Glacier National Park Details
Situated in northwestern Montana, Waterton-Glacier International Peace Park World Heritage Site contains 2,000 square miles of some of the most beautiful and dramatic natural scenery on the continent.
A bill designating Glacier National Park was signed by President Taft on May 11, 1910. The park fell to the management of the National Park Service upon the agency's inception in 1916, and it is still managed by the U.S. National Park Service. In 1932, Canada and the United States declared Waterton Lakes National Park and neighboring Glacier National Park the world's first International Peace Park. While administered as two separate entities, the park's two sections cooperate in wildlife management, scientific research and some visitors services.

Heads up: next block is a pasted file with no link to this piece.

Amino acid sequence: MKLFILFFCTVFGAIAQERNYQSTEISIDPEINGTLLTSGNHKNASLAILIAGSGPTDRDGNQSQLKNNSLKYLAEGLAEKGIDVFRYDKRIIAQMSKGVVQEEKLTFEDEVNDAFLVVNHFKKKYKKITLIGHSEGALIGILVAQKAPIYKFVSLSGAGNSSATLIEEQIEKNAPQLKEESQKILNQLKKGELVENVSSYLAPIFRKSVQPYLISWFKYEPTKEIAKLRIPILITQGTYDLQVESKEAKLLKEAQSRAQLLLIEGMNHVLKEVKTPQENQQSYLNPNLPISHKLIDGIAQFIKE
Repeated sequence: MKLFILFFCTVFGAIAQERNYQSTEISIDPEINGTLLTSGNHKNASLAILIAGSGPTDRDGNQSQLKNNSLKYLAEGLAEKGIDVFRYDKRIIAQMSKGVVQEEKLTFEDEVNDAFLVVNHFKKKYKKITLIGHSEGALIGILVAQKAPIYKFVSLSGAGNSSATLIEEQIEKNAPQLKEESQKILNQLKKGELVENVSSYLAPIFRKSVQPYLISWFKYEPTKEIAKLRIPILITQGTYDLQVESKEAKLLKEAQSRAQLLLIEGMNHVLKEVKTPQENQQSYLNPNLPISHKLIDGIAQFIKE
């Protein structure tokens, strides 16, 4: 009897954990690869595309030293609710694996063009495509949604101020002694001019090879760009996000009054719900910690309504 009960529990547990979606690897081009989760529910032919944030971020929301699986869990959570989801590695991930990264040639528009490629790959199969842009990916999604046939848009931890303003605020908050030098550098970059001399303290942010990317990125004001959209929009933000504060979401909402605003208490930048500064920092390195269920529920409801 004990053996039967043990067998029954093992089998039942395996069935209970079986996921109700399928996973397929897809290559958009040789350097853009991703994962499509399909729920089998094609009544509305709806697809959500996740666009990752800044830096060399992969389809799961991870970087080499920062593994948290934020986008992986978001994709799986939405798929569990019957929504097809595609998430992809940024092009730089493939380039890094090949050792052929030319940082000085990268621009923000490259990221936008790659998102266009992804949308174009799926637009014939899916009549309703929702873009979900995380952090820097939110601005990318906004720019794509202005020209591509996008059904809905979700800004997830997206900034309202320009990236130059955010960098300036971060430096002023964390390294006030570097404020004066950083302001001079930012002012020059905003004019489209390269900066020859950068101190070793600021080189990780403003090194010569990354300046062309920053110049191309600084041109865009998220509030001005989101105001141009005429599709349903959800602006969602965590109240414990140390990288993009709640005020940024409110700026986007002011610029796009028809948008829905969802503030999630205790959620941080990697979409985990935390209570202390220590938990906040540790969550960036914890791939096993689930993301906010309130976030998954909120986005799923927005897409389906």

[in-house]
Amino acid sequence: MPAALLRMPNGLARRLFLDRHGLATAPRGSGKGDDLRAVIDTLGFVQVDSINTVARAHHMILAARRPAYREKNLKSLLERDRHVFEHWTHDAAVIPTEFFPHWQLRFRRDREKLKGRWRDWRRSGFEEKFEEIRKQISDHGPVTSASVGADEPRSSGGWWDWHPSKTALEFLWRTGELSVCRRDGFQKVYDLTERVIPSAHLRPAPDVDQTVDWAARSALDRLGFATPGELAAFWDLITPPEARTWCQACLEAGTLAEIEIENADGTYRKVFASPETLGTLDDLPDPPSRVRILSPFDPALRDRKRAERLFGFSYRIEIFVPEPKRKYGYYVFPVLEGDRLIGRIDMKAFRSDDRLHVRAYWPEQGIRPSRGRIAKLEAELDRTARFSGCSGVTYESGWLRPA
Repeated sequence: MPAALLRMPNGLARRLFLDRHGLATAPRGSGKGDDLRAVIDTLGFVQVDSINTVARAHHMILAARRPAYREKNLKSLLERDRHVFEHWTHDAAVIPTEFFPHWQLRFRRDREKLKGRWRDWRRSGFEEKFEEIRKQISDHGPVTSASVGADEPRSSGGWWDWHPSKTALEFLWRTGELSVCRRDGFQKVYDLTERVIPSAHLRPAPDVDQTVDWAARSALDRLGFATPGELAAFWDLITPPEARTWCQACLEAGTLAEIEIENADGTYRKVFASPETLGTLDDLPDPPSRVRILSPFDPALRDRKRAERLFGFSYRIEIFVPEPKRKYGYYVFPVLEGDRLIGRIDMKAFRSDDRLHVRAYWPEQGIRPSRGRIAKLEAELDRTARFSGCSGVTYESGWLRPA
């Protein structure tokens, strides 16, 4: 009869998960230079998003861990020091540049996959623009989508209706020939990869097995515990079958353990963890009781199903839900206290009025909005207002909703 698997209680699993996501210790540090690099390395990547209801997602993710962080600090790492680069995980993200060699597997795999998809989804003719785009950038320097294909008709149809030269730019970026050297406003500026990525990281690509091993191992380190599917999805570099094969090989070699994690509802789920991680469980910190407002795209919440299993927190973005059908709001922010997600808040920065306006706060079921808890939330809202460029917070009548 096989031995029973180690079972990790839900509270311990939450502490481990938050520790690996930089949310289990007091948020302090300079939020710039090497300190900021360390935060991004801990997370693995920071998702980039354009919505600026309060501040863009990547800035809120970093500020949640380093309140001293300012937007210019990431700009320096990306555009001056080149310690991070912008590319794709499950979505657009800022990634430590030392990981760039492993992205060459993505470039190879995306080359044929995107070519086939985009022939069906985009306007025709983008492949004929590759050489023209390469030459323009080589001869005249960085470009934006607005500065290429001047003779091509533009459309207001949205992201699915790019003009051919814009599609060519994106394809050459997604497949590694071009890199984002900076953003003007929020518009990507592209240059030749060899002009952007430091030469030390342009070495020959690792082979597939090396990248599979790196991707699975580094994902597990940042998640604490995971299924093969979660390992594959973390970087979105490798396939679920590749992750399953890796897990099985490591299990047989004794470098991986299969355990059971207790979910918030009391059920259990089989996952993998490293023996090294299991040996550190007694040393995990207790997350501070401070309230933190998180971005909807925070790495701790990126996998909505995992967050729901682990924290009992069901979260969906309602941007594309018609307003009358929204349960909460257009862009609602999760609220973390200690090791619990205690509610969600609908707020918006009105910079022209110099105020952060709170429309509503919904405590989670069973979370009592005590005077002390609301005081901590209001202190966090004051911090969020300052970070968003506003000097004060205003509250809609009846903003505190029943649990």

Glacier National Park is located in the U.S. state of Montana, bordering the Canadian provinces of Alberta and British Columbia to the North and the Blackfeet Indian Reservation to the East.
The park encompasses over 1 million acres, with 300 lakes, more than 1,100 different species of vascular plants, 400 species of moss and hundreds of species of animals.
Glacier National Park contains two mountain ranges which are sometimes referred to as the southern extension of the Canadian Rockies. Comprised of multi-hued summits and peaks carved out by ancient glaciers, the mountains of Glacier National Park rise abruptly from gently rolling plains. Some 762 lakes, dozens of glaciers, and innumerable waterfalls glisten in forested valleys. A scenic highway crosses the park, making the surrounding beauty accessible to the casual traveler.